Is there an obesity epidemic?
At the time Holbein’s portrait of Henry VIII was painted, carrying weight showed wealth and status. Today, we recognise that excess weight contributes to health problems. But what is obesity, and is there really an obesity epidemic? Heart Matters investigates.
Talking about obesity can be tricky, because the general public’s perception of it often differs from that of healthcare professionals. Paul Aveyard, Professor of Behavioural Medicine at Oxford University, explains: “This is a problem because when we talk about obesity and its risks on the news, in TV programmes or even in Heart Matters, many people assume those risks apply only to the extremely overweight. In fact, they apply to most of us.”
Am I overweight?
Health experts use body mass index (BMI), which is a measure of weight adjusted for height, to assess whether someone is a normal weight, overweight or obese.
You can calculate your body mass index (BMI) by dividing your weight in kilograms by your height in metres squared. A BMI of above 25 may mean you are overweight. If it is over 30, you may be obese.
The exception is for people of South Asian descent, who are at increased risk of cardiovascular disease at a lower BMI than the rest of the population. This means the healthy BMI range for South Asian people is narrower; a BMI over 23 would be viewed as overweight, and a BMI of over 27.5 as obese.
Understanding the health risks of being overweight
Excess adipose (fatty) tissue upsets our metabolic processes, puts up blood pressure and worsens our blood cholesterol pattern, which make cardiovascular disease more likely. It also affects the way our body deals with glucose, the main sugar we use as fuel for our cells. This can cause type 2 diabetes, a major risk factor for cardiovascular disease.
Most people with a BMI of above 30 have too much adipose tissue in their body, but not all. “BMI is an imperfect measure of health risk. It is an approximate measure of a damaging level of body fatness,” says Professor Aveyard.
Is obesity a problem?
There are two ways to answer this question, “depending on whether we look at individuals or societies”, says Professor Aveyard. For individuals, excess fatty tissue has always been a problem because it causes high blood pressure, high cholesterol and diabetes, and is one of the main causes of cardiovascular disease.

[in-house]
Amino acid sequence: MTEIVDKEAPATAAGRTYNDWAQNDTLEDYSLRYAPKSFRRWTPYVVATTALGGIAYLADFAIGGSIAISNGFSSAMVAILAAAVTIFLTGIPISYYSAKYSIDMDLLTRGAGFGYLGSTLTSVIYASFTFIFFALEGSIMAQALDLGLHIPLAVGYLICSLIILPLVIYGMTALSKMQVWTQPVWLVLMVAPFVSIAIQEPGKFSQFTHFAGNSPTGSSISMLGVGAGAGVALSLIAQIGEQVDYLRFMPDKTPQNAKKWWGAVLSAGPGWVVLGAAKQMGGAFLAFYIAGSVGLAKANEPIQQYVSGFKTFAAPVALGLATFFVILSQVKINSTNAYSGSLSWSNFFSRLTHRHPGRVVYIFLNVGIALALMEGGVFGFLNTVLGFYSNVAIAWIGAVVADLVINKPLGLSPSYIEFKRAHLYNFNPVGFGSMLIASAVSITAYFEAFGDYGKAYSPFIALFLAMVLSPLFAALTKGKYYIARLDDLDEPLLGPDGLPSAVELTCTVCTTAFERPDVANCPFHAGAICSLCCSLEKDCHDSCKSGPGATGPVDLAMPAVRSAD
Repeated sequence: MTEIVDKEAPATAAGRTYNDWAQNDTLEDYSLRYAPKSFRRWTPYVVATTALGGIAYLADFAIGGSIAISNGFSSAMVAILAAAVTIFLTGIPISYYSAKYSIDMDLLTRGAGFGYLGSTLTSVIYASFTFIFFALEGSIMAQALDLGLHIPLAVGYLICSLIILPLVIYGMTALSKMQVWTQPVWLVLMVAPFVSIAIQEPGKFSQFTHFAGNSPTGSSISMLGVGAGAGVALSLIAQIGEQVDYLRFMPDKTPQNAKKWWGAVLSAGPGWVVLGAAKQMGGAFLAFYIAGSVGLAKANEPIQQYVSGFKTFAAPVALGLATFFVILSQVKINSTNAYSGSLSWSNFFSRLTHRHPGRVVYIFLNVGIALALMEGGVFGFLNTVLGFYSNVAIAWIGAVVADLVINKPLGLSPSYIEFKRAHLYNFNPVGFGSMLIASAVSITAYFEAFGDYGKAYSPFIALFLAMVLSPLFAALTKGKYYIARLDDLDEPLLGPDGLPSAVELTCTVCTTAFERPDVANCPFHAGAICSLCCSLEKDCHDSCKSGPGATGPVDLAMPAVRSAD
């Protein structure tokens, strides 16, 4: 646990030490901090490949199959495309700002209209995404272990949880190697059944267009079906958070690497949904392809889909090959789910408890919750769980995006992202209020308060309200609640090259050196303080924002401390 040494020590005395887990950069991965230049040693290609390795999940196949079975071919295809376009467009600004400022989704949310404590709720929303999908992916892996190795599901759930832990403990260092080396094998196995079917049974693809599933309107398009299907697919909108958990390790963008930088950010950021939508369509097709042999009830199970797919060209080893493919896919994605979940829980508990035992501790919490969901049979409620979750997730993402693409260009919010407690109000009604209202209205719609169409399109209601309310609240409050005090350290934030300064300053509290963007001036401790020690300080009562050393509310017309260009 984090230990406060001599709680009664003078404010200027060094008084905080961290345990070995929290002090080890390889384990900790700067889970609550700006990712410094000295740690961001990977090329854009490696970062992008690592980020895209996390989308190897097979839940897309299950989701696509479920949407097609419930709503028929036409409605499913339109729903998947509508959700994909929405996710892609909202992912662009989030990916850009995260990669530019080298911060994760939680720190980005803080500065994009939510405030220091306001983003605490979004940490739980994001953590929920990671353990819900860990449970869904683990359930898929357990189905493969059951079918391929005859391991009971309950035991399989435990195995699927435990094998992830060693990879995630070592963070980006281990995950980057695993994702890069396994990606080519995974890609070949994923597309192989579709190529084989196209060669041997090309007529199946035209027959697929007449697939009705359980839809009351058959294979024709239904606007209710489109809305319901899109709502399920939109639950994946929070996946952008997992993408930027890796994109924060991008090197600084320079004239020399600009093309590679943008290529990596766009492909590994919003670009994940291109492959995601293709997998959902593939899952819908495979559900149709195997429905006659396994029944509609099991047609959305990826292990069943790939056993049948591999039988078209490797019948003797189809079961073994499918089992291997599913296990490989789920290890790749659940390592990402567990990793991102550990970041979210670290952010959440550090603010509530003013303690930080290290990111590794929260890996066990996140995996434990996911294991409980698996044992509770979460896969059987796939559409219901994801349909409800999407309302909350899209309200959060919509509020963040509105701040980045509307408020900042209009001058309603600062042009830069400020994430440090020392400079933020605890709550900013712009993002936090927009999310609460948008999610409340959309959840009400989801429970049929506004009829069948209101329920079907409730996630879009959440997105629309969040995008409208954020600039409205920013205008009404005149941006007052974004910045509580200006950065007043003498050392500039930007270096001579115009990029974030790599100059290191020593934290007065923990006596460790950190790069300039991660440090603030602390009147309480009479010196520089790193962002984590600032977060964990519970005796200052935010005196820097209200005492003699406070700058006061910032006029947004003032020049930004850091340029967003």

In societies like ours, where many people are obese, it has become a major problem. “It’s not just that there are more obese people in 2015 than there were in 1980. It’s as if we’ve all had a few kilograms of fat added to our bodies,” says Professor Aveyard.
In England, we have had good records of the prevalence of obesity since 1980. Then, it was relatively rare, with six per cent of men and eight per cent of women classed as obese.
Two decades later, in 2001, those rates had tripled. In the UK, obesity rates are rising faster than in the rest of Europe, as revealed in the 2004 Health Select Committee Report on obesity, which also linked 8.7 per cent of all UK deaths to excess weight.
If we don’t act, more than half of all UK adults and a quarter of all children will be obese by 2050, according to Foresight Report.
Lately, the rise in prevalence of obesity has slowed and the latest projection is not as dire, but it is still predicted that 40 per cent of adults will be obese by 2030. The direct healthcare costs linked to excess weight and obesity has reached an estimated £4.2bn, and the total cost to the UK economy around £16bn.
If we don't act, more than a quarter of all UK children will be obese by 2050
Can we stop the obesity epidemic?
Governments, the NHS and other health organisations are working together to help stem the tide. In 2013, the UK Department of Health released a policy stating its intention to reduce obesity levels by 2020. But we all have a part to play by eating a balanced diet and getting regular physical activity.
Professor Aveyard says: “Shedding a kilogram of excess adipose tissue does your health as much good if you are only a little overweight, as it does if you are grossly overweight, or obese. The risks from a kilo of extra fat are the same, regardless of how many other kilos you are carrying.”